What is found below are my class notes from New Orleans Baptist Theological Seminary. The class was, “History of the Bible” and taught by Dr. Carlton Winbury. Since this is a transcription from class notes… and not intended for publication… the reader is asked for patience and understanding.
History of the Bible (Dr. Carlton Winbury, NOBTS, 1988)
Introduction: The word bible is the Greek word for book (biblios). In our context it refers to a series of books contained in one volume. There are 66 books in our Bible of which 39 are in the Old Testament and 27 are in the New Testament.
The Nature Of The Bible
- Divine Origin (2 Timothy 3:16-17)
- Human Communication
The Inspiration Of The Bible (3 Views)
Dynamic: God chooses people involved, but allowed them to express their thoughts the best way that they could. The human factor is great in this area.
Dictation: Mechanically transmitted like a typewriter.
Plenary Verbal: All inspired using man’s agency but preserving God’s message.
Scripture References: 2 Tim 3:16-17; 2 Peter 1:21.
Types Of Literature In The Bible
History (Genesis; Acts)
Prophesy (Daniel; Revelation)
Divisions Of The Bible
The Old Testament:
Torah: “The Law.” 1st five books.
Former Prophets: Mainly history. Joshua through Kings.
Latter Prophets: Uses history as basis for future. Isaiah, Jeremiah, Ezekiel, and Daniel (Considered the Major Prophets due to size). The Twelve (all the rest of the O.T. books except for Wisdom literature) are considered Minor Prophets (Again, due to size).
Wisdom Literature: Job (Probably the oldest book in the Bible), Psalms, Proverbs, Song of Solomon, and Ecclesiastes.
The New Testament:
The Synoptic Gospels: (Same Eye) Matthew, Mark, Luke.
History: Acts (Similar to the Torah)
Letters: The letters of Paul, Peter.
Apocalyptic: Jude and Revelation.
The Transmission Of The Bible
Most Scripture was first transmitted orally. Hebrews were specially adept at preserving the oral traditions.
Moses recorded/wrote most of the Pentateuch, Genesis-Deuteronomy (See Dt 34:5-12). Afterward a special group of men called scribes were given the task of rewriting the manuscripts for them to be given to succeeding generations.
Note: It is very difficult to find exceedingly old copies of the Old Testament since Hebrew/Jewish Scribes tended to destroy the manuscripts when they became worn. Thus the tremendous nature of the Dead Sea Scrolls when they were found.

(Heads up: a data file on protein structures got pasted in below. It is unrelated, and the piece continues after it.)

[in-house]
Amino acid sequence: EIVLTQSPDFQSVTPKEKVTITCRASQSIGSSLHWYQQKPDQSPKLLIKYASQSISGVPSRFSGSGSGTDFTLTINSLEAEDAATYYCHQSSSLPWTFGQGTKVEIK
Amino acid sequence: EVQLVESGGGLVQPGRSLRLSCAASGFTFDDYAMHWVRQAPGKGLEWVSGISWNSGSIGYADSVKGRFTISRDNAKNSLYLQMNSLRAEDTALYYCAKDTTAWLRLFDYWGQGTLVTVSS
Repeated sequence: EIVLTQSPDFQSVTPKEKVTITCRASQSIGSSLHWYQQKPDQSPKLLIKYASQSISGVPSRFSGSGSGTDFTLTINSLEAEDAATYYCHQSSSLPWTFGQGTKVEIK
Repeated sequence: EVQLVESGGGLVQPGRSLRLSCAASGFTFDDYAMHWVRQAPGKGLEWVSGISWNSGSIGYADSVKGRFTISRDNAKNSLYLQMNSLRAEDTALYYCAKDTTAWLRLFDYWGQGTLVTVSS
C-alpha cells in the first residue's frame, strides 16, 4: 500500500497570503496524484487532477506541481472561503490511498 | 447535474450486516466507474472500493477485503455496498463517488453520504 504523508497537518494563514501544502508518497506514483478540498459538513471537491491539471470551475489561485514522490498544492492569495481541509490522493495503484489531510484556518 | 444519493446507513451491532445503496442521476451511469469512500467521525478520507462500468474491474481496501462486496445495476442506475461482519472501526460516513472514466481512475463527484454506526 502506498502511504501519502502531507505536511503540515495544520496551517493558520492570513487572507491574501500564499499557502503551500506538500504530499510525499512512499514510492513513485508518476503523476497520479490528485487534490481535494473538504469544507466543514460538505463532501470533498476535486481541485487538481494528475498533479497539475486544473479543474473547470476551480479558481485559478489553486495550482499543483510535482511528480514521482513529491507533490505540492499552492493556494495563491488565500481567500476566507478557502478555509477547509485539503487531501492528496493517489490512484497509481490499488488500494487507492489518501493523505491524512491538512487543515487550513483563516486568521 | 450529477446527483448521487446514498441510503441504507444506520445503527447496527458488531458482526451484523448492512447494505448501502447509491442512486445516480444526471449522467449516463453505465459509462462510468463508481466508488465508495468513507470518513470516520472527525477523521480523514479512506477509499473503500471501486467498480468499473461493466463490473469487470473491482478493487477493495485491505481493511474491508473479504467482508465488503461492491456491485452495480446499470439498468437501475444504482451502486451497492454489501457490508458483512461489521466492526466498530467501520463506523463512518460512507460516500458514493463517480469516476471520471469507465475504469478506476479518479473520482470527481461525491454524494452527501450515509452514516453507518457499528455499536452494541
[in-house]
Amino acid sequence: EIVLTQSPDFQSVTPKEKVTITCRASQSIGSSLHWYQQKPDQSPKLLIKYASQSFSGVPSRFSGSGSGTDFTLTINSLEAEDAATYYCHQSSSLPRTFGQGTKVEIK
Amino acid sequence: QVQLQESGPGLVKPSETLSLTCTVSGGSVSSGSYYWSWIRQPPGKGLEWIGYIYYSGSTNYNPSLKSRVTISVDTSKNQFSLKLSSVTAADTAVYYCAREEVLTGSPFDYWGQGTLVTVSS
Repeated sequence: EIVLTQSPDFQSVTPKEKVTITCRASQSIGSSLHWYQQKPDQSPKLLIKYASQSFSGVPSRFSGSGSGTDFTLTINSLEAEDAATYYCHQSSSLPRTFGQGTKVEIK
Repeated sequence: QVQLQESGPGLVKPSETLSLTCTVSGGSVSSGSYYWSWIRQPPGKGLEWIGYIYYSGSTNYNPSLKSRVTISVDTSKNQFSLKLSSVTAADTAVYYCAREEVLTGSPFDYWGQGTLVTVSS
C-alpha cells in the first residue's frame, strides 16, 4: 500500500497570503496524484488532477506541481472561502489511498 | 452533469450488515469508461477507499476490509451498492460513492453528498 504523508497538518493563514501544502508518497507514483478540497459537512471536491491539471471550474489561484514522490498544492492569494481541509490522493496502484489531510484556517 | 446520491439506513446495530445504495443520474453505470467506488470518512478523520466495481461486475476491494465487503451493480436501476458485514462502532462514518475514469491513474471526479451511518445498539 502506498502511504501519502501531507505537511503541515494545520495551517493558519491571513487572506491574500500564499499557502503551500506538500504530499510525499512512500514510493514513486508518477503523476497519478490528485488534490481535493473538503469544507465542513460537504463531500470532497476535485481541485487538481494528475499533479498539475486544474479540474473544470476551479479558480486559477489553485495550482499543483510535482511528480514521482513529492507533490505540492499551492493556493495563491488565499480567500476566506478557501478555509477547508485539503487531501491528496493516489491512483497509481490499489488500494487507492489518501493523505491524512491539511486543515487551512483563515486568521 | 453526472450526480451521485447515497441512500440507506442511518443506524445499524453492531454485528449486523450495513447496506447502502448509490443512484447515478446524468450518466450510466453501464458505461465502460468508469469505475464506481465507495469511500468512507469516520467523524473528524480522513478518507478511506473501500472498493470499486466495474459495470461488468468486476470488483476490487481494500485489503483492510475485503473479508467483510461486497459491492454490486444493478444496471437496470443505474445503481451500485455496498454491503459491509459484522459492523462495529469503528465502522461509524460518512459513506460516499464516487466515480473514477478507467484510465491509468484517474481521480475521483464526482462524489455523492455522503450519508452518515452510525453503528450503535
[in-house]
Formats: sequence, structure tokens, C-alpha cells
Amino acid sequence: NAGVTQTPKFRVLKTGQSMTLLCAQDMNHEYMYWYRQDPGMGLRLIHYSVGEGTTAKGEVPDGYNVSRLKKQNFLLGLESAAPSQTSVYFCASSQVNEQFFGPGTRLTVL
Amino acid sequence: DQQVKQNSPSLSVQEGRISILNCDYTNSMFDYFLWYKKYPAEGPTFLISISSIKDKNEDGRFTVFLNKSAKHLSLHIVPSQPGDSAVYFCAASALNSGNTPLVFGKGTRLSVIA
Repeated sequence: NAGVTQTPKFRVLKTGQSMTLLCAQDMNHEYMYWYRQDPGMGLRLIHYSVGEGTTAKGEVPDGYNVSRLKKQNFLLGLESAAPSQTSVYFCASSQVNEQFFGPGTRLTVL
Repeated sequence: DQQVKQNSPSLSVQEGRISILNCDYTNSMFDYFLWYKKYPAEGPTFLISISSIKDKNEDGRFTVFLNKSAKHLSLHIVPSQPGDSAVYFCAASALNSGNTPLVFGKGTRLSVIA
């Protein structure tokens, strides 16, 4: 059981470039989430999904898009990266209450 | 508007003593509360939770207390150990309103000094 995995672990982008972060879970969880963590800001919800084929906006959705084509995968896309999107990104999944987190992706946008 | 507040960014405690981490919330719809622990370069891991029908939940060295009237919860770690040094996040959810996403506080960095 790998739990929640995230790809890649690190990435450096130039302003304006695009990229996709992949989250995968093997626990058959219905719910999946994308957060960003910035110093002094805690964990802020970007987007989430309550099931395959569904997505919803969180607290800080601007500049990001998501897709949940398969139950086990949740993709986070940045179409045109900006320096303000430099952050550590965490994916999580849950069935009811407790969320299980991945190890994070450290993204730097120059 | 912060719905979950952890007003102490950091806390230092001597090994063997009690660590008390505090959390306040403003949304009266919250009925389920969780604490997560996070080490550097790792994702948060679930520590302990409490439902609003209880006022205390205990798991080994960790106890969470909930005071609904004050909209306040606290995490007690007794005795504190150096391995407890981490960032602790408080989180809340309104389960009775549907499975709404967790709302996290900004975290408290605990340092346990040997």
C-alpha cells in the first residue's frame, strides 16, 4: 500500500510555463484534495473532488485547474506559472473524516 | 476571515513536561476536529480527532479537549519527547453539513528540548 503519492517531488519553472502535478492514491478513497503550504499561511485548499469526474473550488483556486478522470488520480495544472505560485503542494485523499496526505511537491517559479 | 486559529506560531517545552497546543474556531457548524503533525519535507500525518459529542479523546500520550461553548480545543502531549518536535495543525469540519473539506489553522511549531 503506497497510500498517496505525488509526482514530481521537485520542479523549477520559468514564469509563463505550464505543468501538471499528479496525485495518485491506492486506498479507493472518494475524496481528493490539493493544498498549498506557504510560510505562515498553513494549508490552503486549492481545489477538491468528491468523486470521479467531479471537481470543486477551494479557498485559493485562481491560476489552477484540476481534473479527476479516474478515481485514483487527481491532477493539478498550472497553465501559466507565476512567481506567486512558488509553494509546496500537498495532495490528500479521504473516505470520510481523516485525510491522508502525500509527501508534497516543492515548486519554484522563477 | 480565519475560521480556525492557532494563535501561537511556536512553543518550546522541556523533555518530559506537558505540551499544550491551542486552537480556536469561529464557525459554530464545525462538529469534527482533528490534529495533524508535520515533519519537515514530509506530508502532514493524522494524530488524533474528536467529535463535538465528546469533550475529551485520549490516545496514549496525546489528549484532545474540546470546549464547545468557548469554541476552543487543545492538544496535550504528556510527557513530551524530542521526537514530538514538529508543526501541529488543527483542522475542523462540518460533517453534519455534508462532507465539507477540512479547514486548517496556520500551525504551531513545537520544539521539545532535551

Old Testament: Prior to the discovery of the Dead Sea Scrolls and other ancient Old Testament manuscripts, the earliest manuscript in existence was from around the year A.D. 900. This makes a time gap of 1300 years since it was completed in 400 BC which could be seen as opportunity for errors to creep into the text. However upon further examination it is found that the Old Testament is just as reliable as the New Testament. For example when the text of Isaiah was found in the Dead Sea Scrolls the following statement was made by Gleason Archer who compared the previous earliest text with the one which dated 1,000 years earlier:
“Even though the two copies of Isaiah discovered in Qumran Cave 1 near the Dead Sea in 1947 were a thousand years earlier than the oldest dated manuscripts previously known (A.D. 980), they proved to be word for word identical with our standard Hebrew Bible in more than 95 percent of the text. The 5 percent of variation consisted chiefly of obvious slips of the pen and variations in spelling. Even those Dead Sea fragments of Deuteronomy and Samuel which point to a different manuscript family from that which underlies our received Hebrew text do not indicate any differences in doctrine or teaching. They do not affect the message of revelation in the slightest.“
Samuel Davidson describes some of the steps which were followed in the copying of the Hebrew text by early Jews (A.D. 100-500) which is representative of the care with which the Scribes exacted in copying the text (numbering used is from Geisler and Nix):
A synagogue roll must be written on the skins of clean animals,
Prepared for the particular use of the synagogue by a Jew,
These must be fastened together with strings taken from clean animals,
Every skin must contain a certain number of columns, equal throughout the entire codex,
The length of each column must not extend over less than 48 or more than 60 lines; and the breadth must consist of thirty letters,
The whole copy must be first lined; and if three words be written without a line, it is worthless,
The ink should be black, neither red, green, nor any other color, and be prepared according to a definite recipe,
An authentic copy must be exemplar, from which the transcriber ought not in the least deviate,
No word or letter, not even a yod, must be written from memory, the scribe not having looked at the codex before him…,
Between every consonant the space of a hair or thread must intervene,
Between every new parashah, or section, the breadth of nine consonants;
Between every book, three lines,
The fifth book of Moses must terminate exactly with a line; but the rest need not do so,
Besides this, the copyist must be in full Jewish dress…
Wash his whole body…
Not begin to write the name of God with a pen newly dipped in ink,
And should a king address him while writing that name, he must take no notice of him.